Columbia River. Coues' The His
tory of the Lewis and Clark Expe
dition, I p. XLVI, from middle of
page to end of second line on p.
Declamation Baylies' Speech in Con
gress (justifying the expectation
that Oregon would be settled by
Americans. Annals of 17th Con
gress, 2d Session, 1822-23. Selec
tions pp. 681 and 682.).
Reading Applegate's "A Day with
the Cow Column," (Schafer's Hist-
ory of the Pacific Northwest, pp.
186 to 192.)
Recitation "Campfires of the Pion
eers," Simpson (5th and 6th stan
zas); "Pilgrims of the Plain," Jo
quin Miller (3d stanza). Both in
Quarterly Oregon Historical Soci
ety, December, 1900).
Reading Act for the admission of
Oregon (from Report Secretary ot.
State of Oregon, 1897-98, pp. 151-2).
Oration Abraham Lincoln (by a
member of the school or some pro
Note: Complete copies of the read
ings and recitations cited above
may be secured free of charge by
writing the Registrar, University of
Oregon, Eugene, Oregon.
Mrs. Hawley is Honored.
Mrs. Hawley, wife of Representa
tive Hawley, has been honored by the
women of the Congressional Club by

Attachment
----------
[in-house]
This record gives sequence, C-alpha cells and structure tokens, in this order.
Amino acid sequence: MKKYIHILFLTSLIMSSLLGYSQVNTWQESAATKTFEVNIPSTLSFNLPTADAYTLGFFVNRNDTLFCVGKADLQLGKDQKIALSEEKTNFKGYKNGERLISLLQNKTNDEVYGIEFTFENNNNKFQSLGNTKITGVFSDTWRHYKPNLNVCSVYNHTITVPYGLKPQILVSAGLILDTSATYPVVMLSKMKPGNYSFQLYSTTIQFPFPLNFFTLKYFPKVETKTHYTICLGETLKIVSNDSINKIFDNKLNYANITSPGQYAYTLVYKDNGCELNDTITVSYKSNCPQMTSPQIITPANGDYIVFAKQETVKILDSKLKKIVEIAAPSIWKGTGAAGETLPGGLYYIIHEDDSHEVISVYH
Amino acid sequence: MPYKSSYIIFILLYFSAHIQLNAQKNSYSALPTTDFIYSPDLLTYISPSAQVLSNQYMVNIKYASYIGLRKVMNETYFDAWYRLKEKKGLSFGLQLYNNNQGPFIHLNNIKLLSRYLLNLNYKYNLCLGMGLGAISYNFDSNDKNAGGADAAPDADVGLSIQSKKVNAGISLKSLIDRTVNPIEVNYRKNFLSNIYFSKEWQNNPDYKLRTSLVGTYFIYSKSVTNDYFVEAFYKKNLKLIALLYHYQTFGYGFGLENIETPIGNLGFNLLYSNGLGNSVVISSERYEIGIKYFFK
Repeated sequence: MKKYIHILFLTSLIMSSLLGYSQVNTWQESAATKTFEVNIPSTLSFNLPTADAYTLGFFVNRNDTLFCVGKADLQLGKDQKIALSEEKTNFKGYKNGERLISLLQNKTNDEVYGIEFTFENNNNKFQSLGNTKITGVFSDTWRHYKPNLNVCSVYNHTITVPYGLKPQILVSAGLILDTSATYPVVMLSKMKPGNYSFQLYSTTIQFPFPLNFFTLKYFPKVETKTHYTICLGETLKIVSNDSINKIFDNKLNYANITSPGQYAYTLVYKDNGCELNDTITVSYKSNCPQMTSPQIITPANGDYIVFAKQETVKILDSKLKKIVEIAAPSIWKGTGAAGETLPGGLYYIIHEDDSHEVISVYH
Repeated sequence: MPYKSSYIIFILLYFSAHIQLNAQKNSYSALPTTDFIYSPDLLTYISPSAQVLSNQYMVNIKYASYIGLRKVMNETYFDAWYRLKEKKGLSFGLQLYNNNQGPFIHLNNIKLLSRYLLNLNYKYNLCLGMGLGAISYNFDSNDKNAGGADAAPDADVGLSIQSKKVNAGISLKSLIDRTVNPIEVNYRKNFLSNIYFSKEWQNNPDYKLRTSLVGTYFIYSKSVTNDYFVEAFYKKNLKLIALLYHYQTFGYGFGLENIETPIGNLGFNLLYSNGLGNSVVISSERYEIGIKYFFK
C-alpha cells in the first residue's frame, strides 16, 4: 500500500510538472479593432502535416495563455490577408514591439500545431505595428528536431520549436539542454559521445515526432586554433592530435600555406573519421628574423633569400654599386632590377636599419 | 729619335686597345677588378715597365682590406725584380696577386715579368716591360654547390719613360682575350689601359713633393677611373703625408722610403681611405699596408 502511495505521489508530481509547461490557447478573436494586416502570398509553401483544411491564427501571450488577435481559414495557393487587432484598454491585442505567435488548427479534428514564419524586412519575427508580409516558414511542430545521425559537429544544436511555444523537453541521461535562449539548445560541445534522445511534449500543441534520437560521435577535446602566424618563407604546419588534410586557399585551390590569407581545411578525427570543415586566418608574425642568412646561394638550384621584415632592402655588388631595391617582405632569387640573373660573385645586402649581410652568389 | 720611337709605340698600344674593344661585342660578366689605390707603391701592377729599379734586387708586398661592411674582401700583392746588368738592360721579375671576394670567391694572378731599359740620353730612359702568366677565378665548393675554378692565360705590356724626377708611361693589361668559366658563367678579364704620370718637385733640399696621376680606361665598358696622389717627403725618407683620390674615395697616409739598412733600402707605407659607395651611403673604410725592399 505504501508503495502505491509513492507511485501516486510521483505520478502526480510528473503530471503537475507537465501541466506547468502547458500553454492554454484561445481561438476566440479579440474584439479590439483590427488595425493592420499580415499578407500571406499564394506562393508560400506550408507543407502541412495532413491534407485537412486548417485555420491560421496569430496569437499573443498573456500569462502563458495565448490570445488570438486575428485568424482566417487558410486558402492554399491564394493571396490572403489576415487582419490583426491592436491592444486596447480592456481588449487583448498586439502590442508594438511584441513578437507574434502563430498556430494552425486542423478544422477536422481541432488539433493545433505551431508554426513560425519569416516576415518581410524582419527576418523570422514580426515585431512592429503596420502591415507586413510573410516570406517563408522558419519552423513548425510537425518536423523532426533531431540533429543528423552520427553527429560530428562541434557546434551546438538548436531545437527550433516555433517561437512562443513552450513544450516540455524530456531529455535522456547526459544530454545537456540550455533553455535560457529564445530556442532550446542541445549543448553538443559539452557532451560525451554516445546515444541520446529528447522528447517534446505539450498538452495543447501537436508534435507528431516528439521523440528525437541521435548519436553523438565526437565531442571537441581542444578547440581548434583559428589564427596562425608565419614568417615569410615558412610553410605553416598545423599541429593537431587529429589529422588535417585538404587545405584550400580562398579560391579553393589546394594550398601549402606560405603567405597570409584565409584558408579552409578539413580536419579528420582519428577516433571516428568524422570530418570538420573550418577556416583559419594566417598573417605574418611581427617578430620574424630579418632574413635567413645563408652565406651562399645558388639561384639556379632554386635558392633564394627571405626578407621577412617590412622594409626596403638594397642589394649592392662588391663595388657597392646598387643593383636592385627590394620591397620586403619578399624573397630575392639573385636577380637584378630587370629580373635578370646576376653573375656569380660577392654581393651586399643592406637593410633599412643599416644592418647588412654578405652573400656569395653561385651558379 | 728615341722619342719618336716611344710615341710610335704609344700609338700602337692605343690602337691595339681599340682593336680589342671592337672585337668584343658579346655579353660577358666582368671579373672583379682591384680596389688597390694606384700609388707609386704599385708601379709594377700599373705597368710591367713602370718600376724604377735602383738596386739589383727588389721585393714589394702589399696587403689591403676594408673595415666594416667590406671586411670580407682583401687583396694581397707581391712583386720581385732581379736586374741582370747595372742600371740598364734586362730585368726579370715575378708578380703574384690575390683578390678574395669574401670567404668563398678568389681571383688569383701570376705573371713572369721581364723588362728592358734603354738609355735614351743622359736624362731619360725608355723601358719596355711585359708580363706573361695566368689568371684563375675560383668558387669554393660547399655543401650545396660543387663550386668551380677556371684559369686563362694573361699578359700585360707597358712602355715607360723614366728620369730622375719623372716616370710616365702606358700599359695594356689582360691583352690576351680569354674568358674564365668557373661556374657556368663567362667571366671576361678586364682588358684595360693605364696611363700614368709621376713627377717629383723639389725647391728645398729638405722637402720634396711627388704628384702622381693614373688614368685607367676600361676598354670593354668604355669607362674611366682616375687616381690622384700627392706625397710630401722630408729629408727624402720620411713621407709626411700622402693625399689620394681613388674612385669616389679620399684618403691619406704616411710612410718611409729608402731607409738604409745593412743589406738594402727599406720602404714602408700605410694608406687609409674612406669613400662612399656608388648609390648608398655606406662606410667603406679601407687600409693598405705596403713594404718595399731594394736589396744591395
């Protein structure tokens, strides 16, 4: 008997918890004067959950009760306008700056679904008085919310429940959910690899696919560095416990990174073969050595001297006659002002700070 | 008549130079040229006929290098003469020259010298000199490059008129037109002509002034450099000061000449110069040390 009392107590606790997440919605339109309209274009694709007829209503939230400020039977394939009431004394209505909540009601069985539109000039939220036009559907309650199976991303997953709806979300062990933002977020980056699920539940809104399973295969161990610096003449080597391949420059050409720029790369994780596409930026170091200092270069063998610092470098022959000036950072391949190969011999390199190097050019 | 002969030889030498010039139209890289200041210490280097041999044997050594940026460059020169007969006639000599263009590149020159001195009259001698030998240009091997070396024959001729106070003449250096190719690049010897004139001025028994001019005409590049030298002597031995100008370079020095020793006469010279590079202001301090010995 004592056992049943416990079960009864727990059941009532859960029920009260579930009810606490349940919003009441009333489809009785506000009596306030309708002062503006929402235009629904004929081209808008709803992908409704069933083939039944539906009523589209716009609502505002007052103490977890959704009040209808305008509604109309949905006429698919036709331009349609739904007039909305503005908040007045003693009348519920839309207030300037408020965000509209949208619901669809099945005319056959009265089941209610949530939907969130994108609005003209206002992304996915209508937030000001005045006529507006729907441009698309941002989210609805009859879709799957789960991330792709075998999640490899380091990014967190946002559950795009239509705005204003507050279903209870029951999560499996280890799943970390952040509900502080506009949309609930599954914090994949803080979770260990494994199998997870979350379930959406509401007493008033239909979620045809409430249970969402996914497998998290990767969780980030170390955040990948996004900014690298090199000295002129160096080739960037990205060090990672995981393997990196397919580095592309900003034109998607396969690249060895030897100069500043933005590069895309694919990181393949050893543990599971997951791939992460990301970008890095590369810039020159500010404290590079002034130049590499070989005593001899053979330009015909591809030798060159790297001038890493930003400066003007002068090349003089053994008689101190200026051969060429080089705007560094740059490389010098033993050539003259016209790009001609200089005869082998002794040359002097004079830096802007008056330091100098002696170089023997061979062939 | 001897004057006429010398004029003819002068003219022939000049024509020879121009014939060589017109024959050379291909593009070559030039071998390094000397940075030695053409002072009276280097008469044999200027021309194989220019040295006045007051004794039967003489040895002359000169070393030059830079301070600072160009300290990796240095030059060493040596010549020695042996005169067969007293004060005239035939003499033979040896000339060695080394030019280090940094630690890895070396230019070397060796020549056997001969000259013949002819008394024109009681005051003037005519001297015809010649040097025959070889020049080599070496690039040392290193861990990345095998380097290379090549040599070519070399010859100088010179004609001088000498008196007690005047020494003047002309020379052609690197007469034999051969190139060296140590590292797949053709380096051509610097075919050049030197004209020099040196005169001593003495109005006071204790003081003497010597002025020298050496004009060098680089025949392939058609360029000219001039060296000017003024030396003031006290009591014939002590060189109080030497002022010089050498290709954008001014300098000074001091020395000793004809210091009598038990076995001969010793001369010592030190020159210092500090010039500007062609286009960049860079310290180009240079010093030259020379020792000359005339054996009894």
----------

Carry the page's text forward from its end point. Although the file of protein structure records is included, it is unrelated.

appointment as chairman of the com
mittee on nomination of officers.
The congressional club is composed
of the wives of senators and repre
sentatives in Congress, and is purely
a social organization. Mrs. Hawley
is one of the earnest workers for
the promotion of the success of the
club.and it is due to this fact and her
personal popularity that she waa made
chairman of one of the standing com
mittees. Monmouth Odd Fellows Install.
W. H. Parish, D. D. G. M., install
ed the officers of Normal Lodge. No.
204, I. O. O. F., Monday night, the
Installation being preceded by a ban
quet and an address on "Oddfellow
ship" by the Rev. Mr. Hamburg of
McMinnville. The officers installed
were: N. G., P. F. Chase;, V. G.,
J. Redek; secretary, J. Graham; fin
ancial secretary, P. H. Johnson;
treasurer, V. Dell Butler; R. S. N. G.,
O. A. Wolverton; L. S. N. G., Ed
Rodgers; R. S. V. G., J. Winegar;
L. S. V. G., Allen Clark; conductor,
T. J. Pettit; warden, Allen Johnson;
chaplain, K. H. Sickafous; R. S. S.,
Jess Zook, L. S. S., Fred Muler; I.
G., S. Gwinn; O. G., S. Campbell.
New eewiag machines, fully war
ranted, from $1I.7S to $25.00, also
supplies for your gasoline lamps may
be had from H. H. Jasperson. tf.